variants or less commonly loth or loathe
: unwilling to do something contrary to one's ways of thinking : reluctant
She was loath to admit her mistakes.
loathness noun

Did you know?

Many usage commentators point out that the spelling of loath, the adjective, is distinct from loathe, the verb that means "to dislike greatly." Merriam-Webster dictionaries do record loathe (along with loth) as a variant spelling for the adjective, but at the same time indicate that the loath spelling is the most common one. The adjective and the verb both hark back to Old English, and the "e" ending in each has come and gone over the centuries—but if you want to avoid the ire of those who like to keep the language tidy, stick with loath for the adjective and loathe for the verb.

Choose the Right Synonym for loath

disinclined, hesitant, reluctant, loath, averse mean lacking the will or desire to do something indicated.

disinclined implies lack of taste for or inclination.

disinclined to move again
disinclined for reading

hesitant implies a holding back especially through fear or uncertainty.

hesitant about asking for a date

reluctant implies a holding back through unwillingness.

a reluctant witness

loath implies hesitancy because of conflict with one's opinions, predilections, or liking.

seems loath to trust anyone

averse implies a holding back from or avoiding because of distaste or repugnance.

averse to hard work
not averse to an occasional drink

Examples of loath in a Sentence

She was loath to admit her mistakes. I was loath to accept his claim of having climbed Mount Everest.
Recent Examples on the Web But Cal State was loath to give any union more than 5% for this budget year; doing so would have triggered new salary negotiations with some labor groups. Calmatters, The Mercury News, 20 Feb. 2024 Other surveys suggest that being old is seen as a kind of crime: Americans are equally loath to support candidates over the age of eighty and candidates who’ve been charged with a felony. Dhruv Khullar, The New Yorker, 18 Feb. 2024 Credit card interest rates are unlikely to fall significantly in the months to come, experts say, because banks will be loath to reduce them. Paul Davidson, USA TODAY, 31 Jan. 2024 OpenAI’s leaders were loath to make those decisions unilaterally. TIME, 5 Feb. 2024 Despite the prominent announcements of layoffs at companies like UPS, Google and Microsoft, most employers have been loath to part with workers, worried about being short-staffed if business picks up again. Lydia Depillis, New York Times, 2 Feb. 2024 Of course, students at country-club colleges are loath to rush through a pleasant four-year staycation or to leave their friends behind, and faculty don’t want to have to adjust their schedules, courses, or assignments. Frederick M. Hess, National Review, 21 Dec. 2023 And even if the two sides do come to some sort of agreement, many Republicans, especially in the House, would be loath to give an election-year win to Mr. Biden on an issue that has given them a powerful line of criticism toward the White House. Erica L. Green, New York Times, 19 Jan. 2024 But many here are loath to attach themselves to his only living son. Tribune News Service, Hartford Courant, 10 Jan. 2024 See More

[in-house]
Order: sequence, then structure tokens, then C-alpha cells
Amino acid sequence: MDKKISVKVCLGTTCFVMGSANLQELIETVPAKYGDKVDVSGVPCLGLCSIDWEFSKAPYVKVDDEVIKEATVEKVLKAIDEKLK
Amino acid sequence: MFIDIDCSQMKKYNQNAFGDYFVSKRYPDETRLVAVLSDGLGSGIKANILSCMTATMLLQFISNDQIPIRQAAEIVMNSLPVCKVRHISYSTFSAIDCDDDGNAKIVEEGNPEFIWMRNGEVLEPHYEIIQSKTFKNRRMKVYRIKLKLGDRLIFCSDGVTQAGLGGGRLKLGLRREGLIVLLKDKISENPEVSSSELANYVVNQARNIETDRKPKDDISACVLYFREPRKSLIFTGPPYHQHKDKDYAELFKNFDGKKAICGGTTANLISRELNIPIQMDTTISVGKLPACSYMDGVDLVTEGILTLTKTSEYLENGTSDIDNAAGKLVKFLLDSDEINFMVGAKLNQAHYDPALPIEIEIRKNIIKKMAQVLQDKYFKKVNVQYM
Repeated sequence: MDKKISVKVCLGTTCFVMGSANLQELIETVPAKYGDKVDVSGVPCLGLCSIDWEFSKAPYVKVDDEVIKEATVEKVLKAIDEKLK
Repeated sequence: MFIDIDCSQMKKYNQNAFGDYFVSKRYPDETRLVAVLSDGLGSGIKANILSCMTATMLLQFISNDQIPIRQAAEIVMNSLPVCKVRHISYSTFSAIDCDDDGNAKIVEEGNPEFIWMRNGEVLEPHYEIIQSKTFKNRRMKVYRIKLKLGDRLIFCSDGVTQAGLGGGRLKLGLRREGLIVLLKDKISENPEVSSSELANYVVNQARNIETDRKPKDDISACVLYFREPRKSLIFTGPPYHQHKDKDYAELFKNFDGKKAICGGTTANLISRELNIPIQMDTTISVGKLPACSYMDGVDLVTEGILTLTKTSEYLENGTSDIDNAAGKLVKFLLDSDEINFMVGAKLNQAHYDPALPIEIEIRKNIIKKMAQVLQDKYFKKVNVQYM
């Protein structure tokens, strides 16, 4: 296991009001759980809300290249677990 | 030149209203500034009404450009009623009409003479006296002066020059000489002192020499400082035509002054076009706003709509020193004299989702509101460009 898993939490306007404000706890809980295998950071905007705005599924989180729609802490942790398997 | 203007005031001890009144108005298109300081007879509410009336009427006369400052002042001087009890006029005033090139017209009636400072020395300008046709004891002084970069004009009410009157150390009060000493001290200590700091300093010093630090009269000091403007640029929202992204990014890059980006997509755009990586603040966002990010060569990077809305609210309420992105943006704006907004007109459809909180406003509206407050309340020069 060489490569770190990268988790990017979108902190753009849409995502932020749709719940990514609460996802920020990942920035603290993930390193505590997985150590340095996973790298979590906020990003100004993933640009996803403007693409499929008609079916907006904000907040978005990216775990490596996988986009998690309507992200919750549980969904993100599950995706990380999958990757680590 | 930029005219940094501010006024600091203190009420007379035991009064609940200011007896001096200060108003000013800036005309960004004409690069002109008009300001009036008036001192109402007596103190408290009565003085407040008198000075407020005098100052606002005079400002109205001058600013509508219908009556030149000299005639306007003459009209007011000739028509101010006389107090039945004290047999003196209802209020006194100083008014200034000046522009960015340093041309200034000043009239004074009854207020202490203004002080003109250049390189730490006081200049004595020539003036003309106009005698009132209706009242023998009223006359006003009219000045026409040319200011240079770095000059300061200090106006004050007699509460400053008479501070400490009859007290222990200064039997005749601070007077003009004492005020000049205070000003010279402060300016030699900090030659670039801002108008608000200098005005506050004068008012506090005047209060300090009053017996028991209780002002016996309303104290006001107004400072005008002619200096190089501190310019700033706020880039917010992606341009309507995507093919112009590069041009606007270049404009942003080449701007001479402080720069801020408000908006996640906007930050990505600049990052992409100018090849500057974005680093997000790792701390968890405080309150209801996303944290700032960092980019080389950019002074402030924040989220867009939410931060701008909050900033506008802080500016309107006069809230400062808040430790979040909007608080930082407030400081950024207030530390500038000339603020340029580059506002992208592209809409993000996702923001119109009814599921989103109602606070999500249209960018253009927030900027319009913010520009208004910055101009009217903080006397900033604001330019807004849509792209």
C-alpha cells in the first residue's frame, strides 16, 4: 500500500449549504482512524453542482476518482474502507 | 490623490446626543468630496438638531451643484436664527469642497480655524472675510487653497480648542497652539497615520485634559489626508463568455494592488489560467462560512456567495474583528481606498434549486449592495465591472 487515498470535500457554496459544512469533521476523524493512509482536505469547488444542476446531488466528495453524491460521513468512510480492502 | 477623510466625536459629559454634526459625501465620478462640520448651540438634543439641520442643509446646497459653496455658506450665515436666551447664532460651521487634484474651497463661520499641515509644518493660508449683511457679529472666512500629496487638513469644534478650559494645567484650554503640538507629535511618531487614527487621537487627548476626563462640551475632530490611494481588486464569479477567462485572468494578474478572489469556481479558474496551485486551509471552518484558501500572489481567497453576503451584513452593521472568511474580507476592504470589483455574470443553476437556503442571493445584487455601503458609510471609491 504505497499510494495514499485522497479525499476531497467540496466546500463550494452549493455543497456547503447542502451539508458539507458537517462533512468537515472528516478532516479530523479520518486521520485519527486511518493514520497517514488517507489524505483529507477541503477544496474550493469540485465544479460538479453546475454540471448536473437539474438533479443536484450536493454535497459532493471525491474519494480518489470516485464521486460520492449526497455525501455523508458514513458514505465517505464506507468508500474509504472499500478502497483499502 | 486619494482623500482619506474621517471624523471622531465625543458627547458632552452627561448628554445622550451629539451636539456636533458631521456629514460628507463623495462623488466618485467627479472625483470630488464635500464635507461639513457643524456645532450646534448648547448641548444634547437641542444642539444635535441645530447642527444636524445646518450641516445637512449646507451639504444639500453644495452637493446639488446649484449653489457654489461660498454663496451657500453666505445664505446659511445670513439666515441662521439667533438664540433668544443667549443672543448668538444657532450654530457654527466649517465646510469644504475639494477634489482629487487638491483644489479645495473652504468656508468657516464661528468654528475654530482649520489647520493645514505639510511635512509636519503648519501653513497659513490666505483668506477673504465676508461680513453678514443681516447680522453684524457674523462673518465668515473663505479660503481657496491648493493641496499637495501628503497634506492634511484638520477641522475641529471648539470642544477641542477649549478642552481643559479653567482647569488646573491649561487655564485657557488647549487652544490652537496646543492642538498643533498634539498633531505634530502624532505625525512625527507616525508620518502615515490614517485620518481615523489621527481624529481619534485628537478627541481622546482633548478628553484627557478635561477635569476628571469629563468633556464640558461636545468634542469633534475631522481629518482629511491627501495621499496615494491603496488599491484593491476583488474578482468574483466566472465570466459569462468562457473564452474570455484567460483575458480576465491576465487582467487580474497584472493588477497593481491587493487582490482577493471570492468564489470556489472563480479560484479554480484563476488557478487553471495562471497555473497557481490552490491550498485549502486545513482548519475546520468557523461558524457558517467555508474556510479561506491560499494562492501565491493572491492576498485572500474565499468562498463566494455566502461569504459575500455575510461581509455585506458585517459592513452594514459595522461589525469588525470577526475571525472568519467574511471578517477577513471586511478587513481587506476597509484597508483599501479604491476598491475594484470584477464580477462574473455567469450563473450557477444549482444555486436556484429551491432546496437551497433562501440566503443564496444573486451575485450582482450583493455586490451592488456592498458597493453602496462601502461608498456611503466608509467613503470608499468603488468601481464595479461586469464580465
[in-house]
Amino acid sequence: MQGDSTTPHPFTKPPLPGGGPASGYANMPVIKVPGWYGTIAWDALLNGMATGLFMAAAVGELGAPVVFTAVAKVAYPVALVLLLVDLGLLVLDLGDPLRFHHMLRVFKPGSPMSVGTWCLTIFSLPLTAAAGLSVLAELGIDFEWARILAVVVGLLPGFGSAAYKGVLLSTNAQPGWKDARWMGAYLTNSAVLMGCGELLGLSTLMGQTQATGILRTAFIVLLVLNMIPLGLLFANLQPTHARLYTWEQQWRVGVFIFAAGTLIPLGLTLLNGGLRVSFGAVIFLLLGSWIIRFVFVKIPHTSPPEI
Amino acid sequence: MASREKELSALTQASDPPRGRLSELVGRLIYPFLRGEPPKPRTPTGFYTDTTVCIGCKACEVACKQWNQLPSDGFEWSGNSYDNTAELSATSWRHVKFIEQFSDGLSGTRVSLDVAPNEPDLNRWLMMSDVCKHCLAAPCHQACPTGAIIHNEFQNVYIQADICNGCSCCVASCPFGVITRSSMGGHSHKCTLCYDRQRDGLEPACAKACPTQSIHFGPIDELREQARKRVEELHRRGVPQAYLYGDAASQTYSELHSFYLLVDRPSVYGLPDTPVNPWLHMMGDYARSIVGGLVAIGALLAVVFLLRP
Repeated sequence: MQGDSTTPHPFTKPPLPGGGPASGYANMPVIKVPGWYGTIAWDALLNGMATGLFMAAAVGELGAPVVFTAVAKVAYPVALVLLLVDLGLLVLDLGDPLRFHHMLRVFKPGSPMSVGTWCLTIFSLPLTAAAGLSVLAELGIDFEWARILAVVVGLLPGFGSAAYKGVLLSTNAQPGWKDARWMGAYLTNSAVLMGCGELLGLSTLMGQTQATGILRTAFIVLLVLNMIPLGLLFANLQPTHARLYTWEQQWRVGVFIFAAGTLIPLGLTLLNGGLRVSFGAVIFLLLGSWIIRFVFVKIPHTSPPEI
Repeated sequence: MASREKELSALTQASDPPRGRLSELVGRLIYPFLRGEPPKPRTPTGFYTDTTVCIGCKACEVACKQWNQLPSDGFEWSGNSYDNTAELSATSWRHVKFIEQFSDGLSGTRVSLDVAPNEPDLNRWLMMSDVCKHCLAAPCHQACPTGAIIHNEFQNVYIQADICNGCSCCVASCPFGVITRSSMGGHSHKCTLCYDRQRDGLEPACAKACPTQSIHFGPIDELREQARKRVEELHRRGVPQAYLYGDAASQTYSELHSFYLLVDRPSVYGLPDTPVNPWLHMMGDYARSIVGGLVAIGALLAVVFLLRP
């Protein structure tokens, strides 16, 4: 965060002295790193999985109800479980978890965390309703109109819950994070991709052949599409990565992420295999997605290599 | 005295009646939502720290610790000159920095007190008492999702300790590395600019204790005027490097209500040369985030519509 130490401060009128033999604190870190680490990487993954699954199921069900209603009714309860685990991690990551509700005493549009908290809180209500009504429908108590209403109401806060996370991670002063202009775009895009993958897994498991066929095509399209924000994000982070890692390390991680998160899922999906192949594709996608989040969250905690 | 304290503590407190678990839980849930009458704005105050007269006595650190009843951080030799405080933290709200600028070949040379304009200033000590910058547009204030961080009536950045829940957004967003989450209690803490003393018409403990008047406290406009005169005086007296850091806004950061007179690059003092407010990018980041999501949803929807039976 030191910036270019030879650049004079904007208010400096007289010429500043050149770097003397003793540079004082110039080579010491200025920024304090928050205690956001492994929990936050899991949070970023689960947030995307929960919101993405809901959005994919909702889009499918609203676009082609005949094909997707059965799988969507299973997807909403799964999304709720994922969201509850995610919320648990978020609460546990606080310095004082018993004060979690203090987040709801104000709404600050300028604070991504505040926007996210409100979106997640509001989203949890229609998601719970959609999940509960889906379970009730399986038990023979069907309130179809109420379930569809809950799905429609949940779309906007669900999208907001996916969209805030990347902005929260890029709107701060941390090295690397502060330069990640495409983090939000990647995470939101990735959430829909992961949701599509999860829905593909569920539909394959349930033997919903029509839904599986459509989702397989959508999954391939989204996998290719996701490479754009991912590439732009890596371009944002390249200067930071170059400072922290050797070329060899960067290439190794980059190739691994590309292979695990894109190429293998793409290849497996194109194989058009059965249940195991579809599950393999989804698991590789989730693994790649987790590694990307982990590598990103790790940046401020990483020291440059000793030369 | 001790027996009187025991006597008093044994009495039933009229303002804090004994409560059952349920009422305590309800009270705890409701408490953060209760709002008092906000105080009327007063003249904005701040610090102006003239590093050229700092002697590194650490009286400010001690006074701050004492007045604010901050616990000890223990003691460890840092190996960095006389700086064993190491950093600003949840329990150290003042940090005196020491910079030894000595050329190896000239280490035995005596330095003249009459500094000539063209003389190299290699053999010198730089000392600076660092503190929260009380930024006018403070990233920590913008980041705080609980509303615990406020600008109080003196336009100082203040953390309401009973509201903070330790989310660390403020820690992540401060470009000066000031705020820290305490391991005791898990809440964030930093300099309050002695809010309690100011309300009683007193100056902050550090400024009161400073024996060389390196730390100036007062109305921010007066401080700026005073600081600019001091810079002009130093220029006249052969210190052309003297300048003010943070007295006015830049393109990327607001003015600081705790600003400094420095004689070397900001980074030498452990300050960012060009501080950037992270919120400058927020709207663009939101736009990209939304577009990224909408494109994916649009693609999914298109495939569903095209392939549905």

These examples are programmatically compiled from various online sources to illustrate current usage of the word 'loath.' Any opinions expressed in the examples do not represent those of Merriam-Webster or its editors. Send us feedback about these examples.

Word History


Middle English loth loathsome, from Old English lāth; akin to Old High German leid loathsome, Old Irish lius loathing

First Known Use

12th century, in the meaning defined above

Time Traveler
The first known use of loath was in the 12th century


Dictionary Entries Near loath

Cite this Entry

“Loath.” Dictionary, Merriam-Webster, Accessed 27 Feb. 2024.

Kids Definition


variants also loth
or loathe
: unwilling to do something : reluctant
seems loath to trust anyone

More from Merriam-Webster on loath

Last Updated: - Updated example sentences
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